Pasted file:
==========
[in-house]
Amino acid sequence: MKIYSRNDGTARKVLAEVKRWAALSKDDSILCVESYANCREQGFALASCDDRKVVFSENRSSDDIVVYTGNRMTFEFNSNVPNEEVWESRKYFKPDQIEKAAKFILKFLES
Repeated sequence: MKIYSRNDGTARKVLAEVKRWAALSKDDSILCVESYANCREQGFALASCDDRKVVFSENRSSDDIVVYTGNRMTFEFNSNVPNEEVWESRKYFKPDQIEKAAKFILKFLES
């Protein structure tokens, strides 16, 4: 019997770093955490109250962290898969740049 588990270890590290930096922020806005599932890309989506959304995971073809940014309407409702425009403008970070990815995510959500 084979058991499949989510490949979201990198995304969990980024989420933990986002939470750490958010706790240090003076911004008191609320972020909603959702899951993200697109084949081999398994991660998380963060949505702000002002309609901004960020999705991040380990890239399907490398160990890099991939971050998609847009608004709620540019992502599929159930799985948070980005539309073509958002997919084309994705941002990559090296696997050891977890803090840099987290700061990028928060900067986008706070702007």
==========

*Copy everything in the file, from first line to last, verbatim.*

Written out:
[in-house]
Amino acid sequence: MKIYSRNDGTARKVLAEVKRWAALSKDDSILCVESYANCREQGFALASCDDRKVVFSENRSSDDIVVYTGNRMTFEFNSNVPNEEVWESRKYFKPDQIEKAAKFILKFLES
Repeated sequence: MKIYSRNDGTARKVLAEVKRWAALSKDDSILCVESYANCREQGFALASCDDRKVVFSENRSSDDIVVYTGNRMTFEFNSNVPNEEVWESRKYFKPDQIEKAAKFILKFLES
């Protein structure tokens, strides 16, 4: 019997770093955490109250962290898969740049 588990270890590290930096922020806005599932890309989506959304995971073809940014309407409702425009403008970070990815995510959500 084979058991499949989510490949979201990198995304969990980024989420933990986002939470750490958010706790240090003076911004008191609320972020909603959702899951993200697109084949081999398994991660998380963060949505702000002002309609901004960020999705991040380990890239399907490398160990890099991939971050998609847009608004709620540019992502599929159930799985948070980005539309073509958002997919084309994705941002990559090296696997050891977890803090840099987290700061990028928060900067986008706070702007």